At the same time, this touching and fluid movie speaks forcefully to those who believe in angels and their providential place in our lives. Wenders challenges us to think seriously about the mystery that lies at the heart of life--our capacity for good and for evil. This story about Cassiel's sojourn on earth testifies to the narcissism, indifference, and violence of our time. But it is also comforting to know that guardian angels are watching over us and always will. The world is a far better place because they are ever so close."
-Frederic and Mary Ann Brussat, Spirituality and Practice-
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"Gone is the visual and stylistic poetry of Wings of Desire, replaced by an absurd kidnapping subplot and tedious expositional dialogue. Guns are drawn and redrawn, Dafoe tries his best to look menacing, but it all feels like someone else was calling the shots. Above all, it doesn't feel like a Wenders film; the tone is all wrong, as if Joel Silver had gotten control of the production and hired Walter Hill to direct (I was waiting for the Ahnold to plod through at one point, but thankfully he never bothered to show up). It's a mess, but it's Wenders' mess, and that means that there are any number of salvageable parts to the whole. His use of crisp black-and-white cinematography for the angelic shots remains startling and reinforces Cassiel's bewilderment once he is earthbound, his holy armor tucked beneath his arm. People who were waiting for Wings of Desire II can exhale now, though. It's not going to happen, and when you stop to think about it, once really is enough."
-Marc Savloy, Austin Chronicle-

"Wenders' follow-up to Wings of Desire is a considerable disappointment, a sprawling metaphysical caper movie which has much in common with his previous picture, Until the End of the World. Beginning a few years after Damiel (Ganz) hung up his wings to settle down with Marion (Dommartin), the film follows the angel Cassiel (Sander) as he too becomes mortal. Life doesn't throw him any great romance, however - instead, he finds himself in an extraordinary convoluted (and extremely tedious) mystery thriller. We get jokes, whimsy, hijinks and escapades; we get Lou Reed strumming a new song; we even get bungee-jumping at the climax. What's lacking is any sense of form. The movie meanders for two and a half hours, has glaring continuity gaps, and repeatedly confuses self-consciousness with irony, sincerity with significance. There are grace notes here, but Wenders' ambitions seem far, far away."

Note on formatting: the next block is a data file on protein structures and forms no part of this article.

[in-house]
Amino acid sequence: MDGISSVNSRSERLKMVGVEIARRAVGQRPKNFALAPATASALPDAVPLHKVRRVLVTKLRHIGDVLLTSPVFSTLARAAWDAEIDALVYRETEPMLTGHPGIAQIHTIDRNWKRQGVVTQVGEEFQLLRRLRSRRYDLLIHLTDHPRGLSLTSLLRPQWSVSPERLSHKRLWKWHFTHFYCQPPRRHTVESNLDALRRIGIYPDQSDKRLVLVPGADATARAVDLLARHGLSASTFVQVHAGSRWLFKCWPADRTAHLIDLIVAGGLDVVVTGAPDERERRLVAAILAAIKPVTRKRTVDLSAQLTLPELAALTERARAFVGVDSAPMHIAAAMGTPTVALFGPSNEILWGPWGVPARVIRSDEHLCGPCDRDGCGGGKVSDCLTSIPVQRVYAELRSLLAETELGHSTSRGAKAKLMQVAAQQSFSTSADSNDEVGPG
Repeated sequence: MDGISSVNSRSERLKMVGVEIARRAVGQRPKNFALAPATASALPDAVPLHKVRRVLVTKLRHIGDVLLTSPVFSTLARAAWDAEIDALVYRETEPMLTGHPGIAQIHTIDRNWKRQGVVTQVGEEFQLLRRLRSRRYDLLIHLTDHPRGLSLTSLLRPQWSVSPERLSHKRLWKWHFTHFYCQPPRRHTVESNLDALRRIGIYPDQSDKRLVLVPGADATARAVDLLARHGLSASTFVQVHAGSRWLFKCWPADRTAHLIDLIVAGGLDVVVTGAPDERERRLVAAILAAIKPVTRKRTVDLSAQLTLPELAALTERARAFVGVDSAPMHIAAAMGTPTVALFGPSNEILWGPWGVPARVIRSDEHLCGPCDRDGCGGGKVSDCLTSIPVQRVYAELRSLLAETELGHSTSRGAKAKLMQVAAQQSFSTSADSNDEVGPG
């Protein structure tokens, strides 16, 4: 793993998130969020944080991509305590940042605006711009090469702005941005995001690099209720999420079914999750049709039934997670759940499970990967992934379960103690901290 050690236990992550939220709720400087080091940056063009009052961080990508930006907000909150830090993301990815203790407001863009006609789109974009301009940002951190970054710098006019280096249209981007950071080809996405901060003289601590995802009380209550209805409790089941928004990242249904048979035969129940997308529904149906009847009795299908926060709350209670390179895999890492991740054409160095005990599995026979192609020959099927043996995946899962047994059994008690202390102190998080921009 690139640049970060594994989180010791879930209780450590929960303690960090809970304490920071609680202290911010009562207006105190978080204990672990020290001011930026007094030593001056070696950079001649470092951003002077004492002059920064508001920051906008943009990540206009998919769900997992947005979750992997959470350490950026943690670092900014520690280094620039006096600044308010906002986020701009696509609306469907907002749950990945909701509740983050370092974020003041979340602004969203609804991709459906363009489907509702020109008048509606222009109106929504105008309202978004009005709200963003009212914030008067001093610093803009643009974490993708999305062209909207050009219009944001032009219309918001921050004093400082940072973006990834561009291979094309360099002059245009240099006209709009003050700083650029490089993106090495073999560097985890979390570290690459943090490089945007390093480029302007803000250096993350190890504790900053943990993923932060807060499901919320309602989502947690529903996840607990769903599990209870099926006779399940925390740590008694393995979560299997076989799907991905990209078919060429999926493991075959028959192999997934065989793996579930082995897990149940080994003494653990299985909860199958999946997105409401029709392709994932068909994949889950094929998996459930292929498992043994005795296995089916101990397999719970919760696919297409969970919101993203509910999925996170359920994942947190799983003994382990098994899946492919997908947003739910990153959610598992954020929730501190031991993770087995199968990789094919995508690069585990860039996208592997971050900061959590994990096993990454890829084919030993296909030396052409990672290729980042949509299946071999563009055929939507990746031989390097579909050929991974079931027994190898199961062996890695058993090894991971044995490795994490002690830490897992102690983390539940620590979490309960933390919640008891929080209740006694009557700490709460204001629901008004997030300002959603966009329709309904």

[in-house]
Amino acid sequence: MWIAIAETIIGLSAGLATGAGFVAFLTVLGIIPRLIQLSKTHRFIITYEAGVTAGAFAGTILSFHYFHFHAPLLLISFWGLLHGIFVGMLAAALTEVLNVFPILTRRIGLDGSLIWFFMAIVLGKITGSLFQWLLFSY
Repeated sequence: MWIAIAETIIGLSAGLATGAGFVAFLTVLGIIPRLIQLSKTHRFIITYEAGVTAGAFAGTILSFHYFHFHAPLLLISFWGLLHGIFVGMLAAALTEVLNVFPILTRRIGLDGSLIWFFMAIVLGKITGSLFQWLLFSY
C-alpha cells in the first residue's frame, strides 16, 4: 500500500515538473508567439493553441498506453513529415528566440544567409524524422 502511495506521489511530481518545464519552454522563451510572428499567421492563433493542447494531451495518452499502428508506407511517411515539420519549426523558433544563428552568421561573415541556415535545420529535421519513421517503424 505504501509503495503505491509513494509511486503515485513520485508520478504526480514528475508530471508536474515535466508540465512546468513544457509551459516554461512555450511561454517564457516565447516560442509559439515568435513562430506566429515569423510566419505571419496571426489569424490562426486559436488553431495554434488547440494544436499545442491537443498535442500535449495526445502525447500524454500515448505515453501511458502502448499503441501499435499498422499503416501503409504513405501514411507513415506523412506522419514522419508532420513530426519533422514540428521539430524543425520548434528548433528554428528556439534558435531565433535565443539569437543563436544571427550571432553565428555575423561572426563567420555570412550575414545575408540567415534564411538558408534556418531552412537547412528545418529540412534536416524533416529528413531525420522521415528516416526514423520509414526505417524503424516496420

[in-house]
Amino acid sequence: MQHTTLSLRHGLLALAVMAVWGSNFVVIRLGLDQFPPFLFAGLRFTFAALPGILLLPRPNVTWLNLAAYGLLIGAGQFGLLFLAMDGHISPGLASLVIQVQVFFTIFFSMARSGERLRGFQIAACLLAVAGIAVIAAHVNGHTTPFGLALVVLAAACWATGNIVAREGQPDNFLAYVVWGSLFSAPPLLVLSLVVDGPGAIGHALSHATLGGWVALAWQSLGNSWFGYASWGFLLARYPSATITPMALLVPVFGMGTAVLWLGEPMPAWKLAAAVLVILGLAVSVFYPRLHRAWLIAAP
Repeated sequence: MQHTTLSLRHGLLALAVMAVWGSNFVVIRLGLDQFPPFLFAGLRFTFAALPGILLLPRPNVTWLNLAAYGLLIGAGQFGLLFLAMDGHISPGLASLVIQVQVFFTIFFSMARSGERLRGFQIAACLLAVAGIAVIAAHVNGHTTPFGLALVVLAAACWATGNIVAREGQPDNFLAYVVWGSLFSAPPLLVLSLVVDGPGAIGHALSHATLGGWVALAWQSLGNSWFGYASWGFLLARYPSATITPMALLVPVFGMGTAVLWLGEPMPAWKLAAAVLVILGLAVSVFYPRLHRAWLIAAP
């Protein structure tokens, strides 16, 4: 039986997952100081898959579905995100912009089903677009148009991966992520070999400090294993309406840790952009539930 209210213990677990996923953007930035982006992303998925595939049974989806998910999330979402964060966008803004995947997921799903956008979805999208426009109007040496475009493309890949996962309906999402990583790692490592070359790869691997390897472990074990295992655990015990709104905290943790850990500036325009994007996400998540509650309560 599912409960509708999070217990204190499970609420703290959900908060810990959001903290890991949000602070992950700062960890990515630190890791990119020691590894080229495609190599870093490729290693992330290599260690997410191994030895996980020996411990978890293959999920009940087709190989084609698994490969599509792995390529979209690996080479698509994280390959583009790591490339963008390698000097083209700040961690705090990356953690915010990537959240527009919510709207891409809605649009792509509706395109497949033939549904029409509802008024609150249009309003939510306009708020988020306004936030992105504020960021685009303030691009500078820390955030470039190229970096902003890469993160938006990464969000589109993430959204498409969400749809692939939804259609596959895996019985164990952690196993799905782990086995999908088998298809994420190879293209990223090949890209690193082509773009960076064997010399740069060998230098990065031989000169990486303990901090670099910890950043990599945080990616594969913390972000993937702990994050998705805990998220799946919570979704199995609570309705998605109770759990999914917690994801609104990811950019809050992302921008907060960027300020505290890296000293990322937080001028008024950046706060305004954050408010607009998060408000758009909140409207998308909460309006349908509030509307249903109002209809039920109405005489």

-TimeOut-

"Faraway, So Close has had a rough ride ever since it was screened last year at Cannes, ina version 20 minutes longer. It had a reception of bemused shrugs. British critics have written it off as a further step into irreversible dementia...and it has been called formless, sentimental and pretentious...but I am putting Faraway, So Close right into my list of great misunderstood films...it's massively flawed but gloriously so...Faraway so Close isn't a fully formed film like Wings of Desire, which is why I prefer it. It's a semi-improvised drunken notebook of jottings...it has grace to spare."
-Jonathan Romney, New Statesman and Society-

"Wenders may want us to forget Wings of Desire, But I don't want to. And Faraway So Close isn't the film to make anyone forget it."
-John Anderson, Newsday-
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"frequently irritating, it's rarely boring. And it has moments of delight...but in the end it founders under the weight of it's own self-indulgence."
-Phillip Kemp, Sight and Sound-

"routine and bizarrely arbitrary...looser wackier and more comic than Wings of Desire...light headed without being funny...(it has) a loopy grandeur...(Kinski is) suitably beatific."
-J. Hoberman, Village Voice-

"A bizarre, uneven, often captivating piece of work...odd, tender and surprising...Kinski projects a solemn, haunting beauty in this film that is truly otherworldly."
-Michael Medved, New York Post-

The above shots are taken from the essential Nastassja Kinski JP. I will be offering up my own screenshots later in this series.

1 comment:

The King Of Cool said...

I saw Wings of Desire, but not this film. I'll be interested in seeing your thoughts on it since it has such mixed reaction.